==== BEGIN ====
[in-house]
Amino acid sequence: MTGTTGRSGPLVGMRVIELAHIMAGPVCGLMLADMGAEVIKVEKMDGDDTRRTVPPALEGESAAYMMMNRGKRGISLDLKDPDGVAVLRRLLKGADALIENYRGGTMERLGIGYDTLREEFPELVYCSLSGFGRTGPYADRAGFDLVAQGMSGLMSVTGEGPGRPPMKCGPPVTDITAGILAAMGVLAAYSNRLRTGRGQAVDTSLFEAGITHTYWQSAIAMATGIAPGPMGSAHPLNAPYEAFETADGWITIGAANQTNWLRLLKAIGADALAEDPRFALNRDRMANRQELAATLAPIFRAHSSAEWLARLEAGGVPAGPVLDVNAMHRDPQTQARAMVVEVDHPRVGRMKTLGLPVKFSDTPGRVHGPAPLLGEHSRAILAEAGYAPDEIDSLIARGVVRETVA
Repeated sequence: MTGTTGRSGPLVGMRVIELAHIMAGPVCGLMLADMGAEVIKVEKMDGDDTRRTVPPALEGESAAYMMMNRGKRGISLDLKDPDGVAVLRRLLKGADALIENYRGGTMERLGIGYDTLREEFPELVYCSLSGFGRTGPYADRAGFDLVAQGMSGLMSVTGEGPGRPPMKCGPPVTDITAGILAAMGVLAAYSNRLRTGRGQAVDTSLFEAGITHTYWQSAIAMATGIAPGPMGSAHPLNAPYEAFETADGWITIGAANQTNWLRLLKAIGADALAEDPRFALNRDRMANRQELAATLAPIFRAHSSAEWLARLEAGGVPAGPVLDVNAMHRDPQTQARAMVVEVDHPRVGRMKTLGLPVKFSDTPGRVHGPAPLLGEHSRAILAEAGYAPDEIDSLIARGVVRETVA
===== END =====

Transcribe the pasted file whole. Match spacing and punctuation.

[in-house]
Amino acid sequence: MTGTTGRSGPLVGMRVIELAHIMAGPVCGLMLADMGAEVIKVEKMDGDDTRRTVPPALEGESAAYMMMNRGKRGISLDLKDPDGVAVLRRLLKGADALIENYRGGTMERLGIGYDTLREEFPELVYCSLSGFGRTGPYADRAGFDLVAQGMSGLMSVTGEGPGRPPMKCGPPVTDITAGILAAMGVLAAYSNRLRTGRGQAVDTSLFEAGITHTYWQSAIAMATGIAPGPMGSAHPLNAPYEAFETADGWITIGAANQTNWLRLLKAIGADALAEDPRFALNRDRMANRQELAATLAPIFRAHSSAEWLARLEAGGVPAGPVLDVNAMHRDPQTQARAMVVEVDHPRVGRMKTLGLPVKFSDTPGRVHGPAPLLGEHSRAILAEAGYAPDEIDSLIARGVVRETVA
Repeated sequence: MTGTTGRSGPLVGMRVIELAHIMAGPVCGLMLADMGAEVIKVEKMDGDDTRRTVPPALEGESAAYMMMNRGKRGISLDLKDPDGVAVLRRLLKGADALIENYRGGTMERLGIGYDTLREEFPELVYCSLSGFGRTGPYADRAGFDLVAQGMSGLMSVTGEGPGRPPMKCGPPVTDITAGILAAMGVLAAYSNRLRTGRGQAVDTSLFEAGITHTYWQSAIAMATGIAPGPMGSAHPLNAPYEAFETADGWITIGAANQTNWLRLLKAIGADALAEDPRFALNRDRMANRQELAATLAPIFRAHSSAEWLARLEAGGVPAGPVLDVNAMHRDPQTQARAMVVEVDHPRVGRMKTLGLPVKFSDTPGRVHGPAPLLGEHSRAILAEAGYAPDEIDSLIARGVVRETVA